It is beyond “is” and “is not”
    How do I know this is true?
    I look inside myself and see.

    Maybe we are too focused on the outward? Maybe, instead of defining God outwardly, if we were to focus on US trying to
    emulate his qualities of compassion, patience, mercy,
    justice…etc, we might come closer to understanding God?

  2. #2 by bfried5 on April 11, 2010 - 10:03 pm

    Well–Jews might consider us polytheists–after all, we address God in three persons.

    Do we actually understand God?

    Allah, not that’s a controversial name. Dave Hunt, the famed hunter of heresy, says Allah is the name of a deity local to Mecca, so Mohammed adopted the name to name his god.

    I think that the word El or Elohim, meaning god or judge, is the same terminology. The difference being that we say God is a person with a fatherly personality. Muslims think of God as a benevolent other, transcednant from creation (sort of a nice Deistic view). Ginn do the work, not unlike Plato’s universe and demigods.

    That is why I say we can’t confuse deitistic nomenclature. We are taught to see God as a Father, and the father of Christ–Muslims see God as a creator and provider, but fatherhood is not part of his nature (I have heard that they say “Far be it from Allah to have a son”).

    Just a thought.

    • #3 by Christian Beyer on April 12, 2010 - 11:45 am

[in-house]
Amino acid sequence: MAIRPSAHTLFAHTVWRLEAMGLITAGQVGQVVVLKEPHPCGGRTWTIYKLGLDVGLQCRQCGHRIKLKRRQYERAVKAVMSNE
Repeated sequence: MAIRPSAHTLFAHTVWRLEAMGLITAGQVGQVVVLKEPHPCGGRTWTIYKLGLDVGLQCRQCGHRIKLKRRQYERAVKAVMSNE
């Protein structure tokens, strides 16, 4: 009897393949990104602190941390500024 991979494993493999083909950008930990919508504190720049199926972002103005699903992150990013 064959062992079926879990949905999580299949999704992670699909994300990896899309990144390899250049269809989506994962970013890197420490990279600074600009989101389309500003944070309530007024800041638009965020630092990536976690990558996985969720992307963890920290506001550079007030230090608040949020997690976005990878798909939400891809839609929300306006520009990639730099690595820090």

Ginn do the work, not unlike Plato’s universe and demigods.

      Yeah, we call them angels.

  3. #4 by bfried5 on April 11, 2010 - 10:04 pm

    Let me say “now that’s a controversial name.”

  4. #5 by anon on April 12, 2010 - 1:26 am

    “Allah, now that’s a controversial name. Dave Hunt, the famed hunter of heresy, says Allah is the name of a deity local to Mecca, so Mohammed adopted the name to name his god.”

    You bring up an important point—Why does the Quran use “Allah” instead of using a different name for God?—after all, “Allah” was the name of the Supreme God of the polytheists.
    The point the Quran is making is that there is only ONE God in EXISTENCE. That means that there CANNOT be a polythiestic Meccan God and a different monotheistic Muslim God. There is only ONE God, It is our concepts of God that differ.
    The miniute a monotheist says your God is different from my God—what happens?—you have made 2 Gods—one for yourself and another for the “other”. That is NOT monotheism–it is polythiesm.
    The Quran does not ask the Meccans to reject God/Allah, it only invites them to pure monotheism by changing their concept of God from a polytheistic one to a monotheistic one.